Part of the IRS’ requirements for 501(c)(3) organizations is to incorporate an educational component, which shouldn’t be difficult for the Montgomery College faculty member. Just what to do is still to be determined, however, as is much of the Merc’s future.
“I don’t know what the Merc will look like into the future,” Thurston said. “The news industry is changing a bunch, and who the hell knows what’s going to happen… I feel like we’ve gotten off the ground. We’ve done a lot, we’ve broken a number of stories, given some great analysis, but now it’s the time for people to give and for us to go out and say ‘we really need the money. If you like the site, help contribute.’”
(Updated at 11:05 a.m.) When it comes to online activity, apparently local residents aren’t just shopping and checking Facebook all day. Arlington has been ranked as one of the top cities in America for online donations.
Blackbaud, a company that provides software and services to nonprofits, put together the list after examining 265 cities’ online donations. Arlington came in fourth, just behind third place Washington, D.C. and second place Alexandria. Seattle took the number one spot. The top ten list is:
- Seattle, WA
- Alexandria, VA
- Washington, D.C.
- Arlington, VA
- Ann Arbor, MI
- Cambridge, MA
- Berkeley, CA
- San Francisco, CA
- St. Louis, MO
- Minneapolis, MN
The analysis ranked 265 cities with a population of 100,000 or greater based on per capita online giving. The rankings cover the time period from January 1-December 31, 2012. The full list of cities and where they stand can be found online.
“Online giving continues to be an important part of a nonprofit’s overall fundraising strategy,” Steve MacLaughlin, director of Blacbkbaud’s Idea Lab, said in a press release. “While overall giving remains relatively flat, we continue to see double-digit growth in online giving and expect the trend to continue throughout the year.”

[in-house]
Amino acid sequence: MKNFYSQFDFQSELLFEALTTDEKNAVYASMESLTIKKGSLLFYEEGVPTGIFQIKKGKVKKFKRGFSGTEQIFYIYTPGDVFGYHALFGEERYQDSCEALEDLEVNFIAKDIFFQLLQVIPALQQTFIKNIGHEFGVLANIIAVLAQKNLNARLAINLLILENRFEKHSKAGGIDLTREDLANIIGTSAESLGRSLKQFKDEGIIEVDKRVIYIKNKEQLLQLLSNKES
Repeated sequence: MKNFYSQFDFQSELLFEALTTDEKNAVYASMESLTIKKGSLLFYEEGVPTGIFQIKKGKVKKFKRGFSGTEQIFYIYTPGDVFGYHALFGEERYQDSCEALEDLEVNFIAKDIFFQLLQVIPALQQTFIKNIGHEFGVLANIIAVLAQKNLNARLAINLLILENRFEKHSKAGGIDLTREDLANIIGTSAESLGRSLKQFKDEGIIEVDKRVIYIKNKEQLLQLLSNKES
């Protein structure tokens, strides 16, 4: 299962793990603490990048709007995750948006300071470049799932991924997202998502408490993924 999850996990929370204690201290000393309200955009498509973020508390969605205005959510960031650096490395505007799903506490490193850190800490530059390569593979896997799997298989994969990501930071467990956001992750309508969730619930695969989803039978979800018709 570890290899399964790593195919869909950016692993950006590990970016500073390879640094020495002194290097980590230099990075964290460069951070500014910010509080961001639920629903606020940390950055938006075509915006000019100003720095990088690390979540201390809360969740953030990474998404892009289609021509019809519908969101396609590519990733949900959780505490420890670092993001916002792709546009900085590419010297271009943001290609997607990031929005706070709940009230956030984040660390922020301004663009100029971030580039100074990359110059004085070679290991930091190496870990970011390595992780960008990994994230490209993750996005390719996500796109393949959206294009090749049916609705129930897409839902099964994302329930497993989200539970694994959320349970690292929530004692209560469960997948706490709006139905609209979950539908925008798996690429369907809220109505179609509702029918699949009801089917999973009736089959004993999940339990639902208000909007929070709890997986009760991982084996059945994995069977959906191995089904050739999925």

In total, the cities included in the analysis donated more than $509 million online, which is a 15 percent increase from 2011.
Leadership Arlington, a local nonprofit that works “to develop trained leaders who are committed to building and strengthening our community,” held its annual Monte Carlo fundraiser at Reagan National Airport over the weekend.
The event drew some 450 people, the group said. Among those pictured above are Leadership Arlington graduates Megan Lake (of Bean Creative), Bobby Wright (of Virginia Heritage Bank), Mary Johnson (of ESI International), Lee Anne McLarty (of the Rosslyn Business Improvement District), Omar Sider (of SuperStar Tickets — and an avid poker player), and respective spouses.
Additional photos can be found on the Leadership Arlington Facebook page. From the group’s press release:
With more than 450 Washington metropolitan community stakeholders in attendance, Leadership Arlington’s eighth annual Monte Carlo Night exceeded expectations. The event was held Saturday, March 9, 2013 at Ronald Reagan National Airport, Historic Terminal “A.” Proceeds from this event support Leadership Arlington’s mission and Youth Program.
The theme of the evening was “Monte Carlo Night Goes to Paris.” Guests were transported to an elegant Parisian soirée without having to leave the DC area. Patrons were treated to an exciting array of activities from a silent auction benefiting the Leadership Arlington Youth Program to Monte Carlo casino-style gaming tables. Mark Ingrao, President of the Greater Reston Chamber of Commerce, graduate of the inaugural Leadership Arlington Signature Program Class of 1999 and member of the Leadership Arlington Board of Regents, led guests through an exciting live auction as the evening neared its end.